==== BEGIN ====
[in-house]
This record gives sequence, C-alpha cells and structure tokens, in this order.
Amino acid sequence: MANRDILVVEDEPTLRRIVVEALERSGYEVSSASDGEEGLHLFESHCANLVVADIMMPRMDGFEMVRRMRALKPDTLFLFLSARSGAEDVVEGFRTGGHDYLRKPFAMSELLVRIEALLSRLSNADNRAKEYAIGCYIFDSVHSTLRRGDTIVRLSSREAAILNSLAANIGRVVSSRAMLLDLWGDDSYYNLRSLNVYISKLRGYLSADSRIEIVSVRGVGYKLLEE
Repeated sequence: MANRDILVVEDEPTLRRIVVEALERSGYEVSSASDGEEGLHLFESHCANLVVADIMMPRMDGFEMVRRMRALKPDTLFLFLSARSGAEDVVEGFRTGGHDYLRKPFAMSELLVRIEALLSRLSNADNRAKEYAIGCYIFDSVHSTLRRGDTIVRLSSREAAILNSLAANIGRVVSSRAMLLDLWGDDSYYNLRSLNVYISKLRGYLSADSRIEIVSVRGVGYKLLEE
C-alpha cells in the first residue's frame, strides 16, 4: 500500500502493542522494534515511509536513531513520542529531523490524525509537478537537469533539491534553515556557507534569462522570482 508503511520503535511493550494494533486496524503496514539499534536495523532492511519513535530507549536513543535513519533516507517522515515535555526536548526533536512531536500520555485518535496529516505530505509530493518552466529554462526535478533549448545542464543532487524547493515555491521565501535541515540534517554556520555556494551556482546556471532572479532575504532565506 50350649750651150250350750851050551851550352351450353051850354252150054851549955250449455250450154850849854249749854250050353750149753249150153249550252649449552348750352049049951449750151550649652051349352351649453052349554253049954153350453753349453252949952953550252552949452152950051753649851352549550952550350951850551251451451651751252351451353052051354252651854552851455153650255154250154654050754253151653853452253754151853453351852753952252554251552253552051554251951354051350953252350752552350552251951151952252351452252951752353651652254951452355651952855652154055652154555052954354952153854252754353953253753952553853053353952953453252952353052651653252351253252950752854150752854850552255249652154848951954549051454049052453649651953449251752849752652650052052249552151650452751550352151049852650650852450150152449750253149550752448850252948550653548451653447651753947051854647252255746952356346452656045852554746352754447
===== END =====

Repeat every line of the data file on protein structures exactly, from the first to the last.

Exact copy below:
[in-house]
This record gives sequence, C-alpha cells and structure tokens, in this order.
Amino acid sequence: MANRDILVVEDEPTLRRIVVEALERSGYEVSSASDGEEGLHLFESHCANLVVADIMMPRMDGFEMVRRMRALKPDTLFLFLSARSGAEDVVEGFRTGGHDYLRKPFAMSELLVRIEALLSRLSNADNRAKEYAIGCYIFDSVHSTLRRGDTIVRLSSREAAILNSLAANIGRVVSSRAMLLDLWGDDSYYNLRSLNVYISKLRGYLSADSRIEIVSVRGVGYKLLEE
Repeated sequence: MANRDILVVEDEPTLRRIVVEALERSGYEVSSASDGEEGLHLFESHCANLVVADIMMPRMDGFEMVRRMRALKPDTLFLFLSARSGAEDVVEGFRTGGHDYLRKPFAMSELLVRIEALLSRLSNADNRAKEYAIGCYIFDSVHSTLRRGDTIVRLSSREAAILNSLAANIGRVVSSRAMLLDLWGDDSYYNLRSLNVYISKLRGYLSADSRIEIVSVRGVGYKLLEE
C-alpha cells in the first residue's frame, strides 16, 4: 500500500502493542522494534515511509536513531513520542529531523490524525509537478537537469533539491534553515556557507534569462522570482 508503511520503535511493550494494533486496524503496514539499534536495523532492511519513535530507549536513543535513519533516507517522515515535555526536548526533536512531536500520555485518535496529516505530505509530493518552466529554462526535478533549448545542464543532487524547493515555491521565501535541515540534517554556520555556494551556482546556471532572479532575504532565506 50350649750651150250350750851050551851550352351450353051850354252150054851549955250449455250450154850849854249749854250050353750149753249150153249550252649449552348750352049049951449750151550649652051349352351649453052349554253049954153350453753349453252949952953550252552949452152950051753649851352549550952550350951850551251451451651751252351451353052051354252651854552851455153650255154250154654050754253151653853452253754151853453351852753952252554251552253552051554251951354051350953252350752552350552251951151952252351452252951752353651652254951452355651952855652154055652154555052954354952153854252754353953253753952553853053353952953453252952353052651653252351253252950752854150752854850552255249652154848951954549051454049052453649651953449251752849752652650052052249552151650452751550352151049852650650852450150152449750253149550752448850252948550653548451653447651753947051854647252255746952356346452656045852554746352754447